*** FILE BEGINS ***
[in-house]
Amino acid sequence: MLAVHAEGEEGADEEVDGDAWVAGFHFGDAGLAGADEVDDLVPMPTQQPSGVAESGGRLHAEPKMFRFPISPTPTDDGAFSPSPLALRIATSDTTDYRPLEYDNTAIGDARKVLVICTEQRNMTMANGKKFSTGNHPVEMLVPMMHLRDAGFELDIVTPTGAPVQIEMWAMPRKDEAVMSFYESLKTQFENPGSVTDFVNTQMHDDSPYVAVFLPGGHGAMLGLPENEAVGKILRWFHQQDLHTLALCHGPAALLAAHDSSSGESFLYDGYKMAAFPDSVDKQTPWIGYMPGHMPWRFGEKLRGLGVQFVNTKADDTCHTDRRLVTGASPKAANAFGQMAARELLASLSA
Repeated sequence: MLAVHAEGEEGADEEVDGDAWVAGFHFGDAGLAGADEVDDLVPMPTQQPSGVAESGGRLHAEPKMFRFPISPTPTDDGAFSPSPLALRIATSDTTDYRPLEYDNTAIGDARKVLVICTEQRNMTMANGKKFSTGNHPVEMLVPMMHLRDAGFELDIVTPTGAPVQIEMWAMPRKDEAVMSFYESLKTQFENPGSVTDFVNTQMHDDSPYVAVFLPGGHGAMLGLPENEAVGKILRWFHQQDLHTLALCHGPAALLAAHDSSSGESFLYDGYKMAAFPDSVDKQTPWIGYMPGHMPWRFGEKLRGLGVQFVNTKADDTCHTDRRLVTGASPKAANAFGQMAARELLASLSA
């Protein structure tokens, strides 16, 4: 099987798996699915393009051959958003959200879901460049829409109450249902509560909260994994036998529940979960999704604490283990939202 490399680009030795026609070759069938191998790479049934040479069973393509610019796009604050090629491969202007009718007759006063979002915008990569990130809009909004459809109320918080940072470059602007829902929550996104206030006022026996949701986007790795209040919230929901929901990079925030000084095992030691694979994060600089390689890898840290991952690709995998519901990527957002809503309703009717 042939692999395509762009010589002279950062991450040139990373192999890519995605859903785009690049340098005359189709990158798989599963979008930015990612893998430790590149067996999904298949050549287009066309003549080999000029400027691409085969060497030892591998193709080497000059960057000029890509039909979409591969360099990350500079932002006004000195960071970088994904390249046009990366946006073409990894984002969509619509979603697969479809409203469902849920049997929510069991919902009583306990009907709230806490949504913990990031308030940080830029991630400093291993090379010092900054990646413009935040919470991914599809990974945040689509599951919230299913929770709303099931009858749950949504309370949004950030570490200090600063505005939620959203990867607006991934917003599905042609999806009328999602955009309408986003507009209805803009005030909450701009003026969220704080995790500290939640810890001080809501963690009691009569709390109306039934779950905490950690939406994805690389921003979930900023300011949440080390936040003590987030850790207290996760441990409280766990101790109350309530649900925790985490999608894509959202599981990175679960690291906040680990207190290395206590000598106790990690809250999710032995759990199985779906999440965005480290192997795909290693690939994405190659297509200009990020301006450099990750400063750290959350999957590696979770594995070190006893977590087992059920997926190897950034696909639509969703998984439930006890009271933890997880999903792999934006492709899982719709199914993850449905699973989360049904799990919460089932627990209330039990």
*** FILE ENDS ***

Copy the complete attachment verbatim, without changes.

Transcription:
[in-house]
Amino acid sequence: MLAVHAEGEEGADEEVDGDAWVAGFHFGDAGLAGADEVDDLVPMPTQQPSGVAESGGRLHAEPKMFRFPISPTPTDDGAFSPSPLALRIATSDTTDYRPLEYDNTAIGDARKVLVICTEQRNMTMANGKKFSTGNHPVEMLVPMMHLRDAGFELDIVTPTGAPVQIEMWAMPRKDEAVMSFYESLKTQFENPGSVTDFVNTQMHDDSPYVAVFLPGGHGAMLGLPENEAVGKILRWFHQQDLHTLALCHGPAALLAAHDSSSGESFLYDGYKMAAFPDSVDKQTPWIGYMPGHMPWRFGEKLRGLGVQFVNTKADDTCHTDRRLVTGASPKAANAFGQMAARELLASLSA
Repeated sequence: MLAVHAEGEEGADEEVDGDAWVAGFHFGDAGLAGADEVDDLVPMPTQQPSGVAESGGRLHAEPKMFRFPISPTPTDDGAFSPSPLALRIATSDTTDYRPLEYDNTAIGDARKVLVICTEQRNMTMANGKKFSTGNHPVEMLVPMMHLRDAGFELDIVTPTGAPVQIEMWAMPRKDEAVMSFYESLKTQFENPGSVTDFVNTQMHDDSPYVAVFLPGGHGAMLGLPENEAVGKILRWFHQQDLHTLALCHGPAALLAAHDSSSGESFLYDGYKMAAFPDSVDKQTPWIGYMPGHMPWRFGEKLRGLGVQFVNTKADDTCHTDRRLVTGASPKAANAFGQMAARELLASLSA
């Protein structure tokens, strides 16, 4: 099987798996699915393009051959958003959200879901460049829409109450249902509560909260994994036998529940979960999704604490283990939202 490399680009030795026609070759069938191998790479049934040479069973393509610019796009604050090629491969202007009718007759006063979002915008990569990130809009909004459809109320918080940072470059602007829902929550996104206030006022026996949701986007790795209040919230929901929901990079925030000084095992030691694979994060600089390689890898840290991952690709995998519901990527957002809503309703009717 042939692999395509762009010589002279950062991450040139990373192999890519995605859903785009690049340098005359189709990158798989599963979008930015990612893998430790590149067996999904298949050549287009066309003549080999000029400027691409085969060497030892591998193709080497000059960057000029890509039909979409591969360099990350500079932002006004000195960071970088994904390249046009990366946006073409990894984002969509619509979603697969479809409203469902849920049997929510069991919902009583306990009907709230806490949504913990990031308030940080830029991630400093291993090379010092900054990646413009935040919470991914599809990974945040689509599951919230299913929770709303099931009858749950949504309370949004950030570490200090600063505005939620959203990867607006991934917003599905042609999806009328999602955009309408986003507009209805803009005030909450701009003026969220704080995790500290939640810890001080809501963690009691009569709390109306039934779950905490950690939406994805690389921003979930900023300011949440080390936040003590987030850790207290996760441990409280766990101790109350309530649900925790985490999608894509959202599981990175679960690291906040680990207190290395206590000598106790990690809250999710032995759990199985779906999440965005480290192997795909290693690939994405190659297509200009990020301006450099990750400063750290959350999957590696979770594995070190006893977590087992059920997926190897950034696909639509969703998984439930006890009271933890997880999903792999934006492709899982719709199914993850449905699973989360049904799990919460089932627990209330039990």